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4 Killer Ways To Practice Your Music Theory

Tommaso Zillio

1 The Minimal Application


Use this tactic: anytime you learn a new concept, or anytime you have trouble under-
standing how you can make music out of some theory you learned.
For every music theory concept you learn, search the simplest possible application and
start from there. The ides here is not to make the application merely “easier”, but make
them the simplest that it can possibly be. Do not be afraid to make the application so
simple that it seems “too easy” or “obvious”: you can always increase the complexity later.
Once you found the simplest possible application, you will have to perform it at least
once before increasing the complexity. Do not ASSUME that you are able to perform it:
actually do it. Here are some examples to get you started:
• When you learn a new scale pattern:
– play the pattern on a backing track made by a single chord (-> avoids complica-
tion due to changing harmony)
– play the pattern on a SLOW backing track (-> allows you to learn the scale
without having to worry about speed/physical technique)
– play the pattern only up & down (-> avoids any technical complication)
– play the pattern on only two strings and in a single position (-> so you don’t
need to remember the whole thing. . . and then you can add one string at a time
until you remember the whole pattern.)
NOTE: these are just examples. There are many other situations other than “learning a
scale” where you can and should apply this idea.

2 Familiarity Practice
Use this tactic: if you find that you are “too slow” in thinking about scales and chords, or
if music theory confuses you in general.
Often music theory concepts are not difficult per se but they seem hard because you
are not familiar with their elements. This is how to increase your familiarity with the basic
music theory concepts:

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1. Pick a random note (say: G). Then pick a chord quality (major or minor to start with,
let’s say you pick “minor”)
2. Ask yourself: “what are the notes in the G minor triad?”
3. Spell out the notes in the G minor triad 1
4. Repeat form step 1.

Note that you DON’T need your guitar with you to do that, and so you can do this
exercise anywhere, anytime. Once you have learned all the major and minor triads, you
can:

• introduce diminished and augmented triads


• introduce 7th chords
• spell all the notes in a scale
• spell all the chords in a key
• spell out all the triads that contain a specific note (“what triads contain the C note?”)

(You will start seeing the benefit of this tactic well before you finish with this list. . .
already knowing major and minor triads will put you ahead of 80% of “normal” guitar
players)

3 Sing Before You Play


Use this tactic: if you find that you play always the same things, or if you struggle to take
the music out of your mind and play it on your guitar.

Most guitar players are not doing their ear training efficiently (or at all). Here is how to
train your ear for real-life musical situations. Do this and your ability as an improviser
and songwriter will skyrocket.

1. Sing a simple melody (or even just one note) and try to reproduce it on your guitar.
In the spirit of Technique #1 “the minimal application”, start with VERY simple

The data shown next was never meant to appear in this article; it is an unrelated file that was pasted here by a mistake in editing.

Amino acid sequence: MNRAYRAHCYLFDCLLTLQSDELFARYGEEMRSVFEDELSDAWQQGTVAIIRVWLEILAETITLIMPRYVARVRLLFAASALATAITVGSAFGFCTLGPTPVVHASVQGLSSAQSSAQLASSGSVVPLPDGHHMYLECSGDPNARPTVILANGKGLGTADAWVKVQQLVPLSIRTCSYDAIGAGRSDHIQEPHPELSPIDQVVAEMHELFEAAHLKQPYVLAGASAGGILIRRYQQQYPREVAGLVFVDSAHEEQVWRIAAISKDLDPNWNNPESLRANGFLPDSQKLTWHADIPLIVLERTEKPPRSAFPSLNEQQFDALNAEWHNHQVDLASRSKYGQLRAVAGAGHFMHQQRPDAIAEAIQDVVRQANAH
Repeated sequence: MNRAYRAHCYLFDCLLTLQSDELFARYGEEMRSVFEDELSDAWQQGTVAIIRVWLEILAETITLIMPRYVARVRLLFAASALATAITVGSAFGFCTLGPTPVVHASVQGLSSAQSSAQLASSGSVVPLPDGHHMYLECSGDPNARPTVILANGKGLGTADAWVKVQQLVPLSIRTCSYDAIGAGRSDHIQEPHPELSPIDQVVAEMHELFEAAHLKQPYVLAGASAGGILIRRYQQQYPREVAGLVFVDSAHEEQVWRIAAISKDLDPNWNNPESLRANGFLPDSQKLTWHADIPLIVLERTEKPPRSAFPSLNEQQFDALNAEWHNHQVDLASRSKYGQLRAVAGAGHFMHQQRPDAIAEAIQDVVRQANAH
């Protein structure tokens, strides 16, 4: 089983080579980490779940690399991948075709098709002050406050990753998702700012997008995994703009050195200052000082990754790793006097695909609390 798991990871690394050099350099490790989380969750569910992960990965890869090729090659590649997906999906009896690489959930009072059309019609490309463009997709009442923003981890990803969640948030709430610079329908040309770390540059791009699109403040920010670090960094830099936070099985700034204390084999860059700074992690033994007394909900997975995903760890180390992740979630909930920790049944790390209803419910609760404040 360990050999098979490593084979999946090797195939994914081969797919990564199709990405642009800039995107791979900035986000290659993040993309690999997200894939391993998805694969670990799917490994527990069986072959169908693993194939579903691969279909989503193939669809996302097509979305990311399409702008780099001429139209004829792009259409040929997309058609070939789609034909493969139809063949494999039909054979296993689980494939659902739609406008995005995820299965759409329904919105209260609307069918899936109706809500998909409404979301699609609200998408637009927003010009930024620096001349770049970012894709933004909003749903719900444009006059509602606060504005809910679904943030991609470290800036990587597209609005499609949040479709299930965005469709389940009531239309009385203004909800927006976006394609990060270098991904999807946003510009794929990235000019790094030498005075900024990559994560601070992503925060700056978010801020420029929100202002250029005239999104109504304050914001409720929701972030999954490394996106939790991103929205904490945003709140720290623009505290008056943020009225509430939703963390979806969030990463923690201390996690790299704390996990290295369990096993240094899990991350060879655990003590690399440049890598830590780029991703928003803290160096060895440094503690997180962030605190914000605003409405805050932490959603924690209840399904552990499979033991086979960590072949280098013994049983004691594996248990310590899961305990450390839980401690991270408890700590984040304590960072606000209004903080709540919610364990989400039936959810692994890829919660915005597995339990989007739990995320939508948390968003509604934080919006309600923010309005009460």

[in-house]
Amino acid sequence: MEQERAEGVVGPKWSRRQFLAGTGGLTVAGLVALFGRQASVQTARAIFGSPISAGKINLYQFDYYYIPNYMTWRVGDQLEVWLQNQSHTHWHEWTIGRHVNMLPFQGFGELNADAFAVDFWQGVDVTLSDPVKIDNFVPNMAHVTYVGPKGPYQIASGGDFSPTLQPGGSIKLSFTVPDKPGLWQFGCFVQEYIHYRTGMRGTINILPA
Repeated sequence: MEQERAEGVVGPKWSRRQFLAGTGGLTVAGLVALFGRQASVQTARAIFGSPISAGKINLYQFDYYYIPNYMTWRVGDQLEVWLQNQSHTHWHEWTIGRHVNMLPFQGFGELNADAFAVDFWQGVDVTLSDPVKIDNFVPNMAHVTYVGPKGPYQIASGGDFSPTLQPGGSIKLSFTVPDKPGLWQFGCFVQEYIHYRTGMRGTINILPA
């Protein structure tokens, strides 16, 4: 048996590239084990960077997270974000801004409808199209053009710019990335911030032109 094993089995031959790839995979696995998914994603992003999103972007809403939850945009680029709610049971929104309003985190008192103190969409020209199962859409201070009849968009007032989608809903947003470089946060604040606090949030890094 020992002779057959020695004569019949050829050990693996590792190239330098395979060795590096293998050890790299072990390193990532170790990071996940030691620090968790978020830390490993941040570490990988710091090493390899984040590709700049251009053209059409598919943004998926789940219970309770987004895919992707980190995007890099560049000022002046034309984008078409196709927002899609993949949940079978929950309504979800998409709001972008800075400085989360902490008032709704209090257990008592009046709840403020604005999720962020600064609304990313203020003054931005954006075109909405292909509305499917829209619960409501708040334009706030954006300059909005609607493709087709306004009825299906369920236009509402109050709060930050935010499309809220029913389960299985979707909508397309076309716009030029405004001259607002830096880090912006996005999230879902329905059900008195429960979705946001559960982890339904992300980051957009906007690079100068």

melodies.
2. Start a backing track and improvise singing a short melody. Then try to reproduce it
on your guitar. The use of a backing track helps in creating melody lines that “fits”
an existing musical situation.
3. Take one of your favourite songs and transcribe the vocal melody (ignore the guitar
part). Try also to reproduce the style of the singer using bends, slides, vibrato, etc.
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If you don’t know how to do it, check out the Beginning Music Theory free
eBook at this link: http://www.musictheoryforguitar.com/beginningmusictheoryguide.html
and the Finding The Right Chords For Your Melody eBook at this link:
http://www.musictheoryforguitar.com/howtoharmonizeamelody.html

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4 Creativity As Soon As Possible
Use this tactic: if you can understand music theory concepts and their application, and
yet you find yourself unable to compose or improvise.

Despite popular opinion, creativity can be trained, and in fact creativity training should
be part of the daily practice of any musician. Here’s what you need to do:

1. For every music theory concept, tip, trick, etc that you know already or you are
going to learn from this moment on: compose a MINIMAL piece of music using that
concept. “Minimal” means that the piece of music can be made of 2 chords, or can
just be a 5 second melody. Don’t try to make it “good”: just put it together.
2. Only after you have composed a minimal piece of music: start thinking on how to
“edit” it in order to make it longer/better. For instance you can consider:
• Repeating the music you have composed more than once.
• Play the piece faster of slower, higher or lower.
• If you have a melody, ad chords. I you have a chord progression, write a melody.
• Compose a “variation” or “call and response”, i.e. compose some other music
that “goes well” with what you have already.
• Put this little piece of music together with ANOTHER little piece of music you
composed previously and see if the “work” together.
3. Keep “editing” your piece of music :-) (you never “finish” a song: you only stop
working on it!)

If the minimal piece evolves into a song, great! If not, you are still learning a lot about
what works and what does not in music. And maybe in future you will reuse this piece of
music in a song, you never knon!

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